Also what a great/bizarre cast, with a number of small cameos. Udo Kier has exactly one line? Ken Foree shows up looking like 25+ years haven’t happened between then and Dawn of the Dead (1978)? As for Zombie’s penchant for casting his wife, Sheri Moon Zombie, in (AFAIK) every single one of his films, I can’t help but compare him to my favourite Japanese director Juzo Itami and his wife Nobuko Miyamoto. The ultimate directorial wife guys.

EDIT: I’ve just discovered Ken Foree was Kenan’s dad on Kenan and Kel and my world is upside down.

My goal for Shocktober movies this year was to watch one a day and try and find new movies.
Over Halloween weekend I caught a Japanese Horror marathon so my total ballooned up to 38. Post my favorites later.

Best spooky movies this October:

No One Gets Out Alive (2021)
Woman trapped in a haunted house/creepy dudes, I liked the end sequences and monster design a lot.

Halloween 3 (1982)
Nuff said already

Multiple Maniacs (1970)
John Waters and Devine being extremely camp, lots of great lines and scenes.

Nightmare on Elm Street 4 (1988)
This was when they were pumping out a sequel a year and in some ways its a blow off movie that tries too hard to sell the 3D effects…but it still appealed to me. This is where Freddy really starts to get cartoony. There’s a great dream sequence where a woman slowly turns into a cockroach and Freddy traps her in a roach motel.

Carnival of Souls (1962)
Must be one of the original twist ending movies. Lone survivor of a car wreck moves to a weird small town.

Infection (2004)
Creepy hospital horror, lots of green slime and unethical doctors.

  1. Guzoo (1986)
    Low budget 40 minute film, a bunch of girls stay at a house where an extra dimensional tentacle monster also lives (behind the mirrors). Very horny and random.

Unholy Women (2006)
Split into three parts, I enjoyed the middle movie which is about the troubled love life of a burlap sack woman and this guy who works in her brother’s auto shop.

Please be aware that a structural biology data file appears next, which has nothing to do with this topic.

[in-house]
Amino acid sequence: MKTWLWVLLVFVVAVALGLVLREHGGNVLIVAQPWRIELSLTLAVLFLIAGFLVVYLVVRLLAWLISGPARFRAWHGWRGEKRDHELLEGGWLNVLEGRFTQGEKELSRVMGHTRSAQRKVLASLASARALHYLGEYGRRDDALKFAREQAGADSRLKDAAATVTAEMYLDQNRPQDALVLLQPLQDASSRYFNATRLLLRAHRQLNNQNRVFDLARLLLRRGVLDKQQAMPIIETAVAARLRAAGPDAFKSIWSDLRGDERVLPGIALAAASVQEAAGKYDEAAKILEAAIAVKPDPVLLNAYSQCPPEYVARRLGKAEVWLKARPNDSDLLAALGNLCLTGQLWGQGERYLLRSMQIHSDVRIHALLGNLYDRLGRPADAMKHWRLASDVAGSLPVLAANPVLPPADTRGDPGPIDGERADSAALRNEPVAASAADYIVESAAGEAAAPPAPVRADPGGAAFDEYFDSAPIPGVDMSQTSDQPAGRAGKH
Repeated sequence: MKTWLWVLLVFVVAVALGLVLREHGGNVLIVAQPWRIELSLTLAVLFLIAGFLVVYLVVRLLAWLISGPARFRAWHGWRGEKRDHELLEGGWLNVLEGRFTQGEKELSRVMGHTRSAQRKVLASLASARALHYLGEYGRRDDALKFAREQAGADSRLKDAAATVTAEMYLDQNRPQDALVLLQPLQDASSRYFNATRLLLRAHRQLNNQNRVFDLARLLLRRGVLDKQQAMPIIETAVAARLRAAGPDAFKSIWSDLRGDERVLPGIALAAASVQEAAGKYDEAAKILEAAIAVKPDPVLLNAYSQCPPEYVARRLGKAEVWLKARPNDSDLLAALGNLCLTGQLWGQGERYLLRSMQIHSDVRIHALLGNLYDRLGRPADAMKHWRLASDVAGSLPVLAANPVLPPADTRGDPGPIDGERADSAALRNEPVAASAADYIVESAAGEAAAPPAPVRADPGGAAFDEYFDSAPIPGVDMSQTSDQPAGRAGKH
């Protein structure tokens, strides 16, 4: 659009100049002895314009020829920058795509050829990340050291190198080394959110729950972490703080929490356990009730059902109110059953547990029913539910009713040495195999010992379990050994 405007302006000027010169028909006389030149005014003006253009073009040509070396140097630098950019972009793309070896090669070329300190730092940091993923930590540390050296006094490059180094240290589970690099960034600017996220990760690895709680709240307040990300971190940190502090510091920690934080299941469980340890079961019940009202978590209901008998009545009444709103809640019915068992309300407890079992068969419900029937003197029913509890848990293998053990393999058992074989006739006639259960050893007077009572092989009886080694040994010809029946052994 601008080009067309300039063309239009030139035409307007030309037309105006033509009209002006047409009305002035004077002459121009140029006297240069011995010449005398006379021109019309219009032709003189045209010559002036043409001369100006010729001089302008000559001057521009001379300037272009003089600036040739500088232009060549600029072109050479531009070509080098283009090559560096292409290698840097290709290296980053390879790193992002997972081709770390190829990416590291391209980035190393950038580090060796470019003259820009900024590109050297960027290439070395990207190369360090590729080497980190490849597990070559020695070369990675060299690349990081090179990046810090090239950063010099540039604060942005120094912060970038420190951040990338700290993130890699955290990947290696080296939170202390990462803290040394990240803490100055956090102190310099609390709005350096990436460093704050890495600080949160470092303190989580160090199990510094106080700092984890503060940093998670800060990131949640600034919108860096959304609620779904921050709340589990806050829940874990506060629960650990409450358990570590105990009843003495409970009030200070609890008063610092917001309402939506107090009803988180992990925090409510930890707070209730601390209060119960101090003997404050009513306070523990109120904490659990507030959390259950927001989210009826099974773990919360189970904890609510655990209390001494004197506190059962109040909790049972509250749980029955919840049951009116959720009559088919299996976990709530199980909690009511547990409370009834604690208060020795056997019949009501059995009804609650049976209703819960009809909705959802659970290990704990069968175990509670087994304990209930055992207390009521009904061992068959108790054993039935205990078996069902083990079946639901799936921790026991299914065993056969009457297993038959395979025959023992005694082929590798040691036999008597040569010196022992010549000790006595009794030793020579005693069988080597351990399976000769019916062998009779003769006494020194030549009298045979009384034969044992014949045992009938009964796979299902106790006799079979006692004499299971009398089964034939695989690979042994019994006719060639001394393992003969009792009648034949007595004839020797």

Noroi: The Curse (2005)
Found footage horror with a lot of moving parts that eventually come together. Psychic girls, ghosts, ancient demons, reality TV shows…liked this one a lot


Finally got around to watching Dune last weekend. It was solid.

Riding my Villaneuve high, I decided to watch Arrival today. (On Hulu.) And wow. Holy shit did I like that movie. It’s the best movie I’ve seen in several years. Really fantastic. And enjoyed it as a fan of (big spoiler) Slaughterhouse-Five, especially. Huge fan of media working with non-linear time. Blinking in and out of moments, etc.

Anyways, Arrival really blew me away. My roommates are interested and I might watch it again with them in the next week or so. If you like movies you should check it out.


“It is pretty, but is it art? Well, how is it valued?”

Last night I watched Orson Welles’ classic F for Fake (1973), and had a great time. It’s such a fun movie! I loved the exploration of themes that are commonly treated in philosophy of fiction/art (e.g.: “do fictional statements have truth-value, are they ‘just pretense’?”) through these notable cases of hoaxes. And the discussions of how both auteurship and the institutional status of art are viewed through the lenses of the art market were insightful. Really got me thinking about what can be conveyed through storytelling, and what it takes for an art object to be “authentic”. I was also fascinated by the editing, and enjoyed the soundtrack (I found it very soothing, lol). One final thought: WHAT IS THIS OUTFIT?!! it’s so cool. Mr. Welles was truly a stylish icon.